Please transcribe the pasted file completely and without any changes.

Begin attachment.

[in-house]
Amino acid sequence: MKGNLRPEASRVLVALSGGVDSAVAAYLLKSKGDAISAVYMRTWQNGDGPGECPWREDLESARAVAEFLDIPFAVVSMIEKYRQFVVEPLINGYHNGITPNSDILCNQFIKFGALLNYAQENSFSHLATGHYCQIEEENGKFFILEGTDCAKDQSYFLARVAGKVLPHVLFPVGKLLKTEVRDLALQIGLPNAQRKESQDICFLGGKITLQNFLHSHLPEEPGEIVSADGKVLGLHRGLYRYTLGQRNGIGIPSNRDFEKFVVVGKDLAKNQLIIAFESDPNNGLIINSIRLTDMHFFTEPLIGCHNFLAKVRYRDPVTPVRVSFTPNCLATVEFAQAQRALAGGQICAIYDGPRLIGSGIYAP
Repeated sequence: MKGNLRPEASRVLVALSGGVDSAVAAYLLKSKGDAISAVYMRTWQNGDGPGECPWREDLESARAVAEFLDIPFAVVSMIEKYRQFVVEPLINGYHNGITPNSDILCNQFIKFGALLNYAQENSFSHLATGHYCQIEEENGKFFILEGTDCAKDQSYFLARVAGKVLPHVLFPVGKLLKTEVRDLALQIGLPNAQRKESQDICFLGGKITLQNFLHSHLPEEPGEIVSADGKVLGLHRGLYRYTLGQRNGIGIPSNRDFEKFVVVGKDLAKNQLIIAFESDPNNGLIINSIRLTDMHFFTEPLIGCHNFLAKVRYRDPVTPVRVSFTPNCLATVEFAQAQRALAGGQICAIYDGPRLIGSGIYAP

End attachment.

[in-house]
Amino acid sequence: MKGNLRPEASRVLVALSGGVDSAVAAYLLKSKGDAISAVYMRTWQNGDGPGECPWREDLESARAVAEFLDIPFAVVSMIEKYRQFVVEPLINGYHNGITPNSDILCNQFIKFGALLNYAQENSFSHLATGHYCQIEEENGKFFILEGTDCAKDQSYFLARVAGKVLPHVLFPVGKLLKTEVRDLALQIGLPNAQRKESQDICFLGGKITLQNFLHSHLPEEPGEIVSADGKVLGLHRGLYRYTLGQRNGIGIPSNRDFEKFVVVGKDLAKNQLIIAFESDPNNGLIINSIRLTDMHFFTEPLIGCHNFLAKVRYRDPVTPVRVSFTPNCLATVEFAQAQRALAGGQICAIYDGPRLIGSGIYAP
Repeated sequence: MKGNLRPEASRVLVALSGGVDSAVAAYLLKSKGDAISAVYMRTWQNGDGPGECPWREDLESARAVAEFLDIPFAVVSMIEKYRQFVVEPLINGYHNGITPNSDILCNQFIKFGALLNYAQENSFSHLATGHYCQIEEENGKFFILEGTDCAKDQSYFLARVAGKVLPHVLFPVGKLLKTEVRDLALQIGLPNAQRKESQDICFLGGKITLQNFLHSHLPEEPGEIVSADGKVLGLHRGLYRYTLGQRNGIGIPSNRDFEKFVVVGKDLAKNQLIIAFESDPNNGLIINSIRLTDMHFFTEPLIGCHNFLAKVRYRDPVTPVRVSFTPNCLATVEFAQAQRALAGGQICAIYDGPRLIGSGIYAP